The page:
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September 14, 1999     The Ortonville Independent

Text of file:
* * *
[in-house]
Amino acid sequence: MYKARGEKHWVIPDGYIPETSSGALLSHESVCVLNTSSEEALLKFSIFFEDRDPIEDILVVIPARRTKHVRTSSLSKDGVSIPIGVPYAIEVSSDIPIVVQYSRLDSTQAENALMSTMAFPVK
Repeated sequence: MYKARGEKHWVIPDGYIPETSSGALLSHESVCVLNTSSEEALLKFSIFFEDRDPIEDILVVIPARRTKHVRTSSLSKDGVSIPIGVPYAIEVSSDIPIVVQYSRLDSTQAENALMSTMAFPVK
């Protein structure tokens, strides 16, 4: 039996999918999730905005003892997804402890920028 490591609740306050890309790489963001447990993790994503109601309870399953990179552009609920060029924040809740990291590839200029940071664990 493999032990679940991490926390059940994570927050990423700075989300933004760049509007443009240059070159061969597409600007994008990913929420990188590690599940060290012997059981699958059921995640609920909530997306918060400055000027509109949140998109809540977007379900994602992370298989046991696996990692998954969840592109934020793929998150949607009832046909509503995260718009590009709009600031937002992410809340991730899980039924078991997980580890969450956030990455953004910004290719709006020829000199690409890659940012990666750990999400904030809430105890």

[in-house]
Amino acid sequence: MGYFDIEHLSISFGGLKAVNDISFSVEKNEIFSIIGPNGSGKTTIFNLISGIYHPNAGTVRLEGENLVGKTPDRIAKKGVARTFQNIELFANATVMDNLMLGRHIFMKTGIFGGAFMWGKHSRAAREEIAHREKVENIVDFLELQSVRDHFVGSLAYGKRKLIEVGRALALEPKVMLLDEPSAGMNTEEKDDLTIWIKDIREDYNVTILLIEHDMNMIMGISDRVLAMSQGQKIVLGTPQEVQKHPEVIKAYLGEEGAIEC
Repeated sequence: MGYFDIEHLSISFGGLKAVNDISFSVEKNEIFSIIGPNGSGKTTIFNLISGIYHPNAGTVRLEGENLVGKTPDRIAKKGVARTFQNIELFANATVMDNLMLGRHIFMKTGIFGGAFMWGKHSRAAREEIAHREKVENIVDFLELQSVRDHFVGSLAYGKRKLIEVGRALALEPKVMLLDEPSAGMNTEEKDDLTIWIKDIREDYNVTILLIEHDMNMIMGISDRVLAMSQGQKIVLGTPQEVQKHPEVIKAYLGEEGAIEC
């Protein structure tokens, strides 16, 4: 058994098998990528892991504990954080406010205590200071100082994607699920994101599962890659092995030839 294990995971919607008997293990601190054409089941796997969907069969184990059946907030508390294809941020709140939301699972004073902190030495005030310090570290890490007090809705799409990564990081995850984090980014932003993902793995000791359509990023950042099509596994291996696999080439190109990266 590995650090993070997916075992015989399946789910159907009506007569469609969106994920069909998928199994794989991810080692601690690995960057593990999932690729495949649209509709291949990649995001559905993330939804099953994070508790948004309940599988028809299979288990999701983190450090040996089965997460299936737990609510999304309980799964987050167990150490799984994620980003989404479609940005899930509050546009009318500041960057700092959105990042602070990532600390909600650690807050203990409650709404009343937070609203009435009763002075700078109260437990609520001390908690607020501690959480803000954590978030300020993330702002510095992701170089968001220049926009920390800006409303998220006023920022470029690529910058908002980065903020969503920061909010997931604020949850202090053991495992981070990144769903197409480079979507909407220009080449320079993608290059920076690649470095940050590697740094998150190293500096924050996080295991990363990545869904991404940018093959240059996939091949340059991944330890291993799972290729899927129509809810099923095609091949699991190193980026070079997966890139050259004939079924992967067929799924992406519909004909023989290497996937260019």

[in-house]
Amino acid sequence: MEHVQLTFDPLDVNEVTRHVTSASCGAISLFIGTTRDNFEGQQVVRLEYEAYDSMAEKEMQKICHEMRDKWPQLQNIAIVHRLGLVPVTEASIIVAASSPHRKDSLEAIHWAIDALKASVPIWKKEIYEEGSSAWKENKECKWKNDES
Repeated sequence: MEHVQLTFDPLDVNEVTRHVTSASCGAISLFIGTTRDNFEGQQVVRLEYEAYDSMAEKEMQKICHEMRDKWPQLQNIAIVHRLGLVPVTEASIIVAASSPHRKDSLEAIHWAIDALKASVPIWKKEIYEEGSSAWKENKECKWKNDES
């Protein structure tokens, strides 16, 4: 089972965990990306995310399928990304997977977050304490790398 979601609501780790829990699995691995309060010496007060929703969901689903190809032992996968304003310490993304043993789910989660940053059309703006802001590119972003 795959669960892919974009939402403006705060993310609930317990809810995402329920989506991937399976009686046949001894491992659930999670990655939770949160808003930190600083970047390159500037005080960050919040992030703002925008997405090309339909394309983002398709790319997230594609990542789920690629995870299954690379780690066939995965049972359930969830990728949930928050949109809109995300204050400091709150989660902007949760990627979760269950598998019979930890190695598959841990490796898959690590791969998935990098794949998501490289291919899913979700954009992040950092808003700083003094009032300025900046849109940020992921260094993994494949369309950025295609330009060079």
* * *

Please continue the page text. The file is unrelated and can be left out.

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On our front page this week, you'll note a photo of Ortonville attorney and native son Robert Pflueger, shown being honored by the Minnesota Bar Association for his 50 years of service. It's interest- ing to note a clipping in the Minneapolis Star-Journal of 1949 giving news of Bob's admittance by the Minnesota Supreme Court to begin his law practice. Administering the oath to Bob, along with 72 other young attorneys, was another Ortonville native, our late aunt, Grace Kaercher Davis, State Clerk of Court at that time. The story also stated that "in the group was William A. Bierman," oldest son of the late great U of M football coach, Bernie Bierman. As with Bob, you'll find on all attorneys admitted to practice in that era the name of Grace Kaercher Davis on their certificate, including another Ortonville attorney, R.D. Schreiner. Did you see the final Viking play of their game with Atlanta Sunday? Did you maybe wonder as we did why, as they were trying to kill the clock (on 4th down) they didn't just run back and forth, even a bit backwards, until the few seconds remain. ing were gone ... rather than driving straight ahead, thus giving Atlanta another shot at scoring, and even risking the chance of a fumble! The situation was kinda like in a basketball game, with but a few seconds left in the game, your team putting the ball into play under the oppo- nent's basket. The best tactic is to throw the ball the length of the court, so even if the opponent gets the bail, time is against them to score! Not long ago, an attorney friend of ours admitted that our nation's we judges throughout the country, we arc inclined to agree and wholeheartedly. Take the case of Donald Blom, who has confessed to the kidnapping, murder, and burning of young Katie Poirer of Moose Lake. According to news reports, it's a fact that Blom was a 6-time convicted offender ... yet the man was walking the streets! Absolutely disgusting that on six dif- ferent court appearances, a judge in each case set this man free. With such irresponsibility from our courts, we also agree wholeheartedly with Katie Poirer's grandfather, Lloyd Simick, that it should be possible to bring suit against judges. Certainly, such suits should be allowed when there is clear evidence of improper sentencing such as is clearly evident in the Blom-Poirer issue. And how many times have you read or heard about a driver still driving a vehicle after multiple DWI's!? On a more personal basis, we have experienced a gross injustice in the case of a judge allowing what common sense labels a most trivial suit to even be activated. It's not American, surely not right, not justifiable that anyone be allowed to sue anybody for rea- sons that are so trivial ... causing stress on defenders, and a loss of huge sums of money just to prove one's innocence! Makes you wonder if lawyers, even judges (who are nothing more than attorneys with a robe on) aren't all in cahoots! A license to steal? Not right!! And have you ever heard of a lawyer or judge admitting he was wrong?! In the case of Donald Blom, there certainly was a wrong 6 times previous, wouldn't you say?! Ortonvllle Kiwanis Club has a new song called "ASK". Lt. Gov. Brett Jacobsen and Kween Pam represented the local club as delegates at the District Convention in Bismarck, ND and brought back this recruiting song. Done to the tune of "Red River Valley", it is intended to be sung on a regular basis to remind members to ASK and keep on asking prospective mem- bers to visit, inquire and join the club. lpJ IIIII I Our Wildlife and Rsh" cannot survive unless our BE 00RESPONSIBLE!, Ag contract satellite broadcast scheduled A statewide satellite downlink broadcast on Agricultural Contracts has been scheduled for Tuesday, September 21st, from 7:00 - 9:00 PM. The program is titled: "Agricultural Contracts ..Decisions and Issues for Producers" During the first segment of the broadcast, Bob Koebler, University of Minnesota Swine Specialist, will dis- cuss opportunities and risks associat- ed with using contracts. Attorney Bruce Gerhardson will review the various types of contracts and con- tract language and definitions. Industry issues relative to increased use of contracts will be highlighted by Bill Lazarus, U of M Applied Economics Specialist. The second segment of the satellite broadcast will focus on legal consid- erations and issues. These include "red flag" issues when entering a con- tract, .properly documenting contract performance, and ways to exit a poor contract arrangement. Resources for the legal segment of the program are Julie Yuki Ralston Aoki, Assistant to the Minnesota Attorney General and Attorneys Bruce Kleven and Phil Kunkel. The final segment of the broadcast will feature Private Consultant Michelle Gullickson-Moore who will be discussing contract negotiating skills for producers. Perry Aasness from the Minnesota Department of Agriculture will discuss the new Contract Handbook for Producers and Jerry Shurson, U of M Swine Center Coordinator, will share other resources available to producers on agricultural contracts. The event is being co-sponsored by the University of Minnesota Extension Service, the Association of Minnesota Counties, the MNSCU Adult Farm Management Program, the Minnesota Department of Agriculture, the Minnesota Attorney General's Office, Farm Credit Services, and the Minnesota Research and Promotion Councils for Corn, Soybeans, Wheat, Pork, and Beef. For more information on the satellite broadcast on agricultural contracts contact Kent Thiesse, AMC Extension Fellow (651 224-3344; ext. #223). The satellite broadcast on agricul- ture contracts will be at numerous regional locations throughout the state, and at some county Extension Offices. This satellite broadcast can be viewed at the Big Stone County Ag/Family Service Center in Ortonville starting at 7:00 p.m. on September 21 st. Governors Ventura, Thompson intervene for dairy farmers Minnesota Governor Jesse Ventura and Wisconsin Governor Tommy Thompson today moved to uphold USDA's milk pricing reforms. The governors joined the Minnesota Milk Producers in filing an intervention in federal court on behalf of their states' dairy farmers. The lawsuit, filed by Hershey Food Corporation on Aug. 11 in Washington, D.C. federal district court, challenges a provision of USDA's proposed reform of the feder- al milk marketing order system. Midwestern dairy experts expect that the lawsuit will become the main legal vehicle for those challenging the newly reformed system. "This is a fight for a level playing field, so our farmers can compete, said Governor Ventura. "We must step forward in modernizing federal milk orders and not move backwards." While USDA's "reform rule" on dairy pricing goes a long way toward correcting the outdated milk pricing system, it by no means goes far enough. In June, Governor Ventura testified before a House Agriculture Subcommittee that over the long-term congress should work to eliminate this "depression-era dinosaur that subsidizes farmers based on how close they are to Eau Claire, WI." The current pricing system has been in effect since the 1930's, and was designed in an era when the fed- eral government wanted to encourage milk production outside of the Upper Midwest, where the majority of milk production took place. Modern tech- nological advancements in refrigera- tion and transportation make it no longer necessary to artificially set .prices to encourage milk production in other parts of the country. However, dairy producers in other regions of the country receive benefits from the present system and do not want to see it changed. "While this isn't a cure-all, it is certainly a good first-step toward reforming this archaic system," said Agriculture Commissioner Gene Hugoson. Recent USDA statistics indicate that 60 percent o the nation's dairy farmers will benefit from the reforms. In addition, dairy farmers recently voted overwhelmingly for the plan. American Legion works to improve fishing on Big Stone Legionnaires from Big Stone City, following improvements in order to SD, have worked to improve fishing continue to be productive: graded the in Big Stone Lake for the past 15 ponds' floors so they drain better, years, sprayed noxious weeds, rebuilt the Normally crappies are raised-pro- water pump that supplies the ponds, Gae,  :and refurbished the ponds' control ' :"liValso ...... works: ............................... ...... ? related work has been done to. make , . In addition more artificial reefs the three Rearing Ponds productive, were built: in January of 1999 one The ponds located three miles was constructed near Skeleton Island north of Big Stone City - have had the and in January of 2000 one will be built near Bay View. (Area fishermen reported nice catches of crappies this spring, partly due to stocking efforts and to artificial reefs that provide escapes for small fish from larger predatory fish.) The Christmas Tree artificial reef Project and the production of panfish are programs endorsed by the South Dakota Game, Fish and Parks Department. By Sonja Farmer Native Prairie: Our Natural Heritage Looking closer - Other Prairie Species It is easy to focus upon the buffalo, the prairie dog, and some of the other larger animals of the prairie. The little creatures that run the world such as bees, butterflies, bats and other insects often go unnoticed and unprotected until it is sometimes too late. If not for bees, many plants would be unable to produce fruits or seeds. Bees are responsible for pollinating more flowers than any other creatures on earth. Honeybees were imported from Europe in the 1600s and pollinate over 90 cultivated crops. But did you know there are an estimated 4,000 to 5,000 species of native bees in the continental United States? They include bumblebees, carpenter bees, sweat bees, leafcutter bees, alkali bees and mason bees and they also play an important role. Many of these native bee species specialize - they may pollinate a single plant species within a short distance from their nest. As a result, their work is fast and focused. For example, four blue orchard bees can pollinate one apple tree in the same time as hundreds of honeybees. In addition, many of these buzzing specialists "do the spring when very active Many I from human reasons for native plant development. a negative impact pollinators is the pesticides. These "nectar corridors" habitat fra corridors are to "island hop" contain dangers applications and food. Sometimes the t small, they provide the food apart, pollen possible. As a result, I survive without the the pollinators can't the plants. To help reduce pollinators, things. They can pesticide use. They filled gardens, sources and proteC. nesting sites. recommend wildflowers and climactic just a few thing: improve the lot - and perhaps important heritage. Library corner series of three earth books about parenthood with not falling into the game noatowner's Electrical Manual: Repair, and Impr Essential Chock full of instructions, and to help you boat. Antique TractOr Complete Guide to Bt Restoring Old Spencer Yost. The tl tells it all ... has lots helpful hints. Coming installment of Dave wrote A Child Boy), The Alibi by Walk to Remembt Sparks (who also and Message in a B, for the Holida M,a0000a Stewart. By Laurie Hammel, Librarian As the weather starts to get chillier and the days get shorter, it's time to start looking for things to do indoors. In no particular order, here are a few of the newer books at the Ortonville Library. Unless someone beats you to them, they're all currently available for check-out. Body Slam: The Jesse Ventura Story by Jake Tapper An unauthorized biography of the Gov. written by a D.C. journalist. Start Wars Episode 1: The Phantom Menace by Terry Brooks. The novelization of the most recent Star Wars movie High Five by Janet Evanovich. This is the fifth book in the Stephanie Plum series. It's my own personal new favorite. (I like this series better than Sue Grafton, if that's telling you anything.) We also have the previous four titles in paperback. The Girlfriends' Guide to Pregnancy/Surviving the First Year of Motherhood/Foddlers by Vicki Iovine. A mom of four kids, Iovine wrote this for one delicious duo! Third safety belt use survey The Ortonville Police Department in conjunction with the Minnesota Safe & Sober campaign conducted its third and final informal seat belt sur- vey for 1999. Once again by observ- ing the first 100 vehicles at an inter- section to see if the driver of the vehi- cle was using their safety belt was the method of the survey. The two places observed were the intersections of Hwy. 12 and Hwy. 7, and Hwy. 75 and Hwy. 12. The overall outcome was that 63.5% of vehicle drivers were observed using their safety belts. That's an increase of 2% in just over a month time, and a 6.5% increase of safety belt use since June of this year. Each year, at least 150 unbuckled people die in motor vehicle crashes in Minnesota alone. That is 150 people with unfinished plans, hopes and dreams. That's 150 people whose rel- atives are left feeling cheated and lonely. Safety belt use continues to be stagnant while motor vehicle deaths rise each year. The information is out there. There are billboards, bumper stickers, t-shirts and television adver- tisements encouraging adults and children to buckle up. There should be no excuse for neglecting to use safety belts. For more information regarding the Minnesota Safe & Sober cam- paign feel free to contact Officer Jason Mork at the Ortonville Police Department at 839-6161. Annual Classic Bellingham Boogie Woogie Day is scheduled for Sat. Sept. 18, 1999. The Classic Car Show will begin at 11 a.m. with registration. KQ will be here with music all afternoon for your enjoyment. "Burn outs" on main is a new attraction this year starting at 2 p.m. headed up by Ron Taylor, a Bellingham native. The public is invited to view the cars as they vote for people's choice awards and ladies can vote for ladies' choice awards. Price reductions mean income loss A fifty cent per bushel price reduction equals massive losses in income for Big Stone County farmers, nearly $8 million in lost revenue. Of the county's 213,100 acres, which consist of 72,800 corn, 106,200 soybeans and 34,100 of wheat, a total of 15,615,400 bushels of the three commodities were produced in 1998. Taking that total times $.50, farmers in the county would see a loss of $7,807,700, Memorial for Rice Hospice The followi, ng memorials were received by Rice Hospice Ortonville/Graceville - for the month of July, 1999: In memory of: Karin Bender from OAHS Home Health Agency of Ortonville, MN. A donation to the hospice program was given by Glenn Krier. Rice Hospice - Appleton, Benson, Dawson, Graceville, Granite Falls, Montevideo, Ortonville, Paynesville, Willmar - wishes to express their gratitude for these memorials. Car Show set for Bellingham Some of the vehicles that you will see are: Chevy Belair from Alberta; from Wyoming, MN a '64 Jaguar Roadster; Chevy Impala Convertible from Montevideo; from Watertown, SD a 56 Chevy Pick-up; '37 Ford Pick-up from Madison; '39 Ford 2 dr Delux Coupe from Watertown, SD; from Milbank, SD '66 Jaguar. A nice variety and some beautiful cars. Trophies being awarded are: Oldest Running Entry, People's Choice, Mayor's Choice, Street Machines, Stock Classes, Under Construction, Trucks, Car Club Most Entries and many more. Registration fee is $20 which includes T-shirt, lunch voucher, and dash plaque. For more information call 1-320-568-2125. photos do not represent MAXIPEDIC >Firm or Luxury Firm >312 Bonnell Coil Unit > 5/10 Year Warranty >13 gauge Coil Beautyrest ROOSEVELT >Firm or Luxury Firm >651 coils pcketed >10 yr. non-prorated >15 &-13-3/4 gauge coils Beautyrest Antiqua Wool Pillow Top >704 pocketed coils >10 yr. non-prorated warranty >15 gauge coils i | I a n m mm m a I I I I I nm I | i i | | ! n u ! n | i Dig into the Pecan Mud00lide" or Chocolate Rook" Treat. Oul  O! e Chdd.m't I/k.ll llldt 3han00 00onna ,gz00nao00 a00u/O00 Big Stone 750 Eastvold Ortonville, MN 56278 , :!i Page 2 INDEPENDENT On our front page this week, you'll note a photo of Ortonville attorney and native son Robert Pflueger, shown being honored by the Minnesota Bar Association for his 50 years of service. It's interest- ing to note a clipping in the Minneapolis Star-Journal of 1949 giving news of Bob's admittance by the Minnesota Supreme Court to begin his law practice. Administering the oath to Bob, along with 72 other young attorneys, was another Ortonville native, our late aunt, Grace Kaercher Davis, State Clerk of Court at that time. The story also stated that "in the group was William A. Bierman," oldest son of the late great U of M football coach, Bernie Bierman. As with Bob, you'll find on all attorneys admitted to practice in that era the name of Grace Kaercher Davis on their certificate, including another Ortonville attorney, R.D. Schreiner. Did you see the final Viking play of their game with Atlanta Sunday? Did you maybe wonder as we did why, as they were trying to kill the clock (on 4th down) they didn't just run back and forth, even a bit backwards, until the few seconds remain. ing were gone ... rather than driving straight ahead, thus giving Atlanta another shot at scoring, and even risking the chance of a fumble! The situation was kinda like in a basketball game, with but a few seconds left in the game, your team putting the ball into play under the oppo- nent's basket. The best tactic is to throw the ball the length of the court, so even if the opponent gets the bail, time is against them to score! Not long ago, an attorney friend of ours admitted that our nation's we judges throughout the country, we arc inclined to agree and wholeheartedly. Take the case of Donald Blom, who has confessed to the kidnapping, murder, and burning of young Katie Poirer of Moose Lake. According to news reports, it's a fact that Blom was a 6-time convicted offender ... yet the man was walking the streets! Absolutely disgusting that on six dif- ferent court appearances, a judge in each case set this man free. With such irresponsibility from our courts, we also agree wholeheartedly with Katie Poirer's grandfather, Lloyd Simick, that it should be possible to bring suit against judges. Certainly, such suits should be allowed when there is clear evidence of improper sentencing such as is clearly evident in the Blom-Poirer issue. And how many times have you read or heard about a driver still driving a vehicle after multiple DWI's!? On a more personal basis, we have experienced a gross injustice in the case of a judge allowing what common sense labels a most trivial suit to even be activated. It's not American, surely not right, not justifiable that anyone be allowed to sue anybody for rea- sons that are so trivial ... causing stress on defenders, and a loss of huge sums of money just to prove one's innocence! Makes you wonder if lawyers, even judges (who are nothing more than attorneys with a robe on) aren't all in cahoots! A license to steal? Not right!! And have you ever heard of a lawyer or judge admitting he was wrong?! In the case of Donald Blom, there certainly was a wrong 6 times previous, wouldn't you say?! Ortonvllle Kiwanis Club has a new song called "ASK". Lt. Gov. Brett Jacobsen and Kween Pam represented the local club as delegates at the District Convention in Bismarck, ND and brought back this recruiting song. Done to the tune of "Red River Valley", it is intended to be sung on a regular basis to remind members to ASK and keep on asking prospective mem- bers to visit, inquire and join the club. lpJ IIIII I Our Wildlife and Rsh" cannot survive unless our BE 00RESPONSIBLE!, Ag contract satellite broadcast scheduled A statewide satellite downlink broadcast on Agricultural Contracts has been scheduled for Tuesday, September 21st, from 7:00 - 9:00 PM. The program is titled: "Agricultural Contracts ..Decisions and Issues for Producers" During the first segment of the broadcast, Bob Koebler, University of Minnesota Swine Specialist, will dis- cuss opportunities and risks associat- ed with using contracts. Attorney Bruce Gerhardson will review the various types of contracts and con- tract language and definitions. Industry issues relative to increased use of contracts will be highlighted by Bill Lazarus, U of M Applied Economics Specialist. The second segment of the satellite broadcast will focus on legal consid- erations and issues. These include "red flag" issues when entering a con- tract, .properly documenting contract performance, and ways to exit a poor contract arrangement. Resources for the legal segment of the program are Julie Yuki Ralston Aoki, Assistant to the Minnesota Attorney General and Attorneys Bruce Kleven and Phil Kunkel. The final segment of the broadcast will feature Private Consultant Michelle Gullickson-Moore who will be discussing contract negotiating skills for producers. Perry Aasness from the Minnesota Department of Agriculture will discuss the new Contract Handbook for Producers and Jerry Shurson, U of M Swine Center Coordinator, will share other resources available to producers on agricultural contracts. The event is being co-sponsored by the University of Minnesota Extension Service, the Association of Minnesota Counties, the MNSCU Adult Farm Management Program, the Minnesota Department of Agriculture, the Minnesota Attorney General's Office, Farm Credit Services, and the Minnesota Research and Promotion Councils for Corn, Soybeans, Wheat, Pork, and Beef. For more information on the satellite broadcast on agricultural contracts contact Kent Thiesse, AMC Extension Fellow (651 224-3344; ext. #223). The satellite broadcast on agricul- ture contracts will be at numerous regional locations throughout the state, and at some county Extension Offices. This satellite broadcast can be viewed at the Big Stone County Ag/Family Service Center in Ortonville starting at 7:00 p.m. on September 21 st. Governors Ventura, Thompson intervene for dairy farmers Minnesota Governor Jesse Ventura and Wisconsin Governor Tommy Thompson today moved to uphold USDA's milk pricing reforms. The governors joined the Minnesota Milk Producers in filing an intervention in federal court on behalf of their states' dairy farmers. The lawsuit, filed by Hershey Food Corporation on Aug. 11 in Washington, D.C. federal district court, challenges a provision of USDA's proposed reform of the feder- al milk marketing order system. Midwestern dairy experts expect that the lawsuit will become the main legal vehicle for those challenging the newly reformed system. "This is a fight for a level playing field, so our farmers can compete, said Governor Ventura. "We must step forward in modernizing federal milk orders and not move backwards." While USDA's "reform rule" on dairy pricing goes a long way toward correcting the outdated milk pricing system, it by no means goes far enough. In June, Governor Ventura testified before a House Agriculture Subcommittee that over the long-term congress should work to eliminate this "depression-era dinosaur that subsidizes farmers based on how close they are to Eau Claire, WI." The current pricing system has been in effect since the 1930's, and was designed in an era when the fed- eral government wanted to encourage milk production outside of the Upper Midwest, where the majority of milk production took place. Modern tech- nological advancements in refrigera- tion and transportation make it no longer necessary to artificially set .prices to encourage milk production in other parts of the country. However, dairy producers in other regions of the country receive benefits from the present system and do not want to see it changed. "While this isn't a cure-all, it is certainly a good first-step toward reforming this archaic system," said Agriculture Commissioner Gene Hugoson. Recent USDA statistics indicate that 60 percent o the nation's dairy farmers will benefit from the reforms. In addition, dairy farmers recently voted overwhelmingly for the plan. American Legion works to improve fishing on Big Stone Legionnaires from Big Stone City, following improvements in order to SD, have worked to improve fishing continue to be productive: graded the in Big Stone Lake for the past 15 ponds' floors so they drain better, years, sprayed noxious weeds, rebuilt the Normally crappies are raised-pro- water pump that supplies the ponds, Gae,  :and refurbished the ponds' control ' :"liValso ...... works: ............................... ...... ? related work has been done to. make , . In addition more artificial reefs the three Rearing Ponds productive, were built: in January of 1999 one The ponds located three miles was constructed near Skeleton Island north of Big Stone City - have had the and in January of 2000 one will be built near Bay View. (Area fishermen reported nice catches of crappies this spring, partly due to stocking efforts and to artificial reefs that provide escapes for small fish from larger predatory fish.) The Christmas Tree artificial reef Project and the production of panfish are programs endorsed by the South Dakota Game, Fish and Parks Department. By Sonja Farmer Native Prairie: Our Natural Heritage Looking closer - Other Prairie Species It is easy to focus upon the buffalo, the prairie dog, and some of the other larger animals of the prairie. The little creatures that run the world such as bees, butterflies, bats and other insects often go unnoticed and unprotected until it is sometimes too late. If not for bees, many plants would be unable to produce fruits or seeds. Bees are responsible for pollinating more flowers than any other creatures on earth. Honeybees were imported from Europe in the 1600s and pollinate over 90 cultivated crops. But did you know there are an estimated 4,000 to 5,000 species of native bees in the continental United States? They include bumblebees, carpenter bees, sweat bees, leafcutter bees, alkali bees and mason bees and they also play an important role. Many of these native bee species specialize - they may pollinate a single plant species within a short distance from their nest. As a result, their work is fast and focused. For example, four blue orchard bees can pollinate one apple tree in the same time as hundreds of honeybees. In addition, many of these buzzing specialists "do the spring when very active Many I from human reasons for native plant development. a negative impact pollinators is the pesticides. These "nectar corridors" habitat fra corridors are to "island hop" contain dangers applications and food. Sometimes the t small, they provide the food apart, pollen possible. As a result, I survive without the the pollinators can't the plants. To help reduce pollinators, things. They can pesticide use. They filled gardens, sources and proteC. nesting sites. recommend wildflowers and climactic just a few thing: improve the lot - and perhaps important heritage. Library corner series of three earth books about parenthood with not falling into the game noatowner's Electrical Manual: Repair, and Impr Essential Chock full of instructions, and to help you boat. Antique TractOr Complete Guide to Bt Restoring Old Spencer Yost. The tl tells it all ... has lots helpful hints. Coming installment of Dave wrote A Child Boy), The Alibi by Walk to Remembt Sparks (who also and Message in a B, for the Holida M,a0000a Stewart. By Laurie Hammel, Librarian As the weather starts to get chillier and the days get shorter, it's time to start looking for things to do indoors. In no particular order, here are a few of the newer books at the Ortonville Library. Unless someone beats you to them, they're all currently available for check-out. Body Slam: The Jesse Ventura Story by Jake Tapper An unauthorized biography of the Gov. written by a D.C. journalist. Start Wars Episode 1: The Phantom Menace by Terry Brooks. The novelization of the most recent Star Wars movie High Five by Janet Evanovich. This is the fifth book in the Stephanie Plum series. It's my own personal new favorite. (I like this series better than Sue Grafton, if that's telling you anything.) We also have the previous four titles in paperback. The Girlfriends' Guide to Pregnancy/Surviving the First Year of Motherhood/Foddlers by Vicki Iovine. A mom of four kids, Iovine wrote this for one delicious duo! Third safety belt use survey The Ortonville Police Department in conjunction with the Minnesota Safe & Sober campaign conducted its third and final informal seat belt sur- vey for 1999. Once again by observ- ing the first 100 vehicles at an inter- section to see if the driver of the vehi- cle was using their safety belt was the method of the survey. The two places observed were the intersections of Hwy. 12 and Hwy. 7, and Hwy. 75 and Hwy. 12. The overall outcome was that 63.5% of vehicle drivers were observed using their safety belts. That's an increase of 2% in just over a month time, and a 6.5% increase of safety belt use since June of this year. Each year, at least 150 unbuckled people die in motor vehicle crashes in Minnesota alone. That is 150 people with unfinished plans, hopes and dreams. That's 150 people whose rel- atives are left feeling cheated and lonely. Safety belt use continues to be stagnant while motor vehicle deaths rise each year. The information is out there. There are billboards, bumper stickers, t-shirts and television adver- tisements encouraging adults and children to buckle up. There should be no excuse for neglecting to use safety belts. For more information regarding the Minnesota Safe & Sober cam- paign feel free to contact Officer Jason Mork at the Ortonville Police Department at 839-6161. Annual Classic Bellingham Boogie Woogie Day is scheduled for Sat. Sept. 18, 1999. The Classic Car Show will begin at 11 a.m. with registration. KQ will be here with music all afternoon for your enjoyment. "Burn outs" on main is a new attraction this year starting at 2 p.m. headed up by Ron Taylor, a Bellingham native. The public is invited to view the cars as they vote for people's choice awards and ladies can vote for ladies' choice awards. Price reductions mean income loss A fifty cent per bushel price reduction equals massive losses in income for Big Stone County farmers, nearly $8 million in lost revenue. Of the county's 213,100 acres, which consist of 72,800 corn, 106,200 soybeans and 34,100 of wheat, a total of 15,615,400 bushels of the three commodities were produced in 1998. Taking that total times $.50, farmers in the county would see a loss of $7,807,700, Memorial for Rice Hospice The followi, ng memorials were received by Rice Hospice Ortonville/Graceville - for the month of July, 1999: In memory of: Karin Bender from OAHS Home Health Agency of Ortonville, MN. A donation to the hospice program was given by Glenn Krier. Rice Hospice - Appleton, Benson, Dawson, Graceville, Granite Falls, Montevideo, Ortonville, Paynesville, Willmar - wishes to express their gratitude for these memorials. Car Show set for Bellingham Some of the vehicles that you will see are: Chevy Belair from Alberta; from Wyoming, MN a '64 Jaguar Roadster; Chevy Impala Convertible from Montevideo; from Watertown, SD a 56 Chevy Pick-up; '37 Ford Pick-up from Madison; '39 Ford 2 dr Delux Coupe from Watertown, SD; from Milbank, SD '66 Jaguar. A nice variety and some beautiful cars. Trophies being awarded are: Oldest Running Entry, People's Choice, Mayor's Choice, Street Machines, Stock Classes, Under Construction, Trucks, Car Club Most Entries and many more. Registration fee is $20 which includes T-shirt, lunch voucher, and dash plaque. For more information call 1-320-568-2125. photos do not represent MAXIPEDIC >Firm or Luxury Firm >312 Bonnell Coil Unit > 5/10 Year Warranty >13 gauge Coil Beautyrest ROOSEVELT >Firm or Luxury Firm >651 coils pcketed >10 yr. non-prorated >15 &-13-3/4 gauge coils Beautyrest Antiqua Wool Pillow Top >704 pocketed coils >10 yr. non-prorated warranty >15 gauge coils i | I a n m mm m a I I I I I nm I | i i | | ! n u ! n | i Dig into the Pecan Mud00lide" or Chocolate Rook" Treat. Oul  O! e Chdd.m't I/k.ll llldt 3han00 00onna ,gz00nao00 a00u/O00 Big Stone 750 Eastvold Ortonville, MN 56278 , :!i Page 2 INDEPENDENT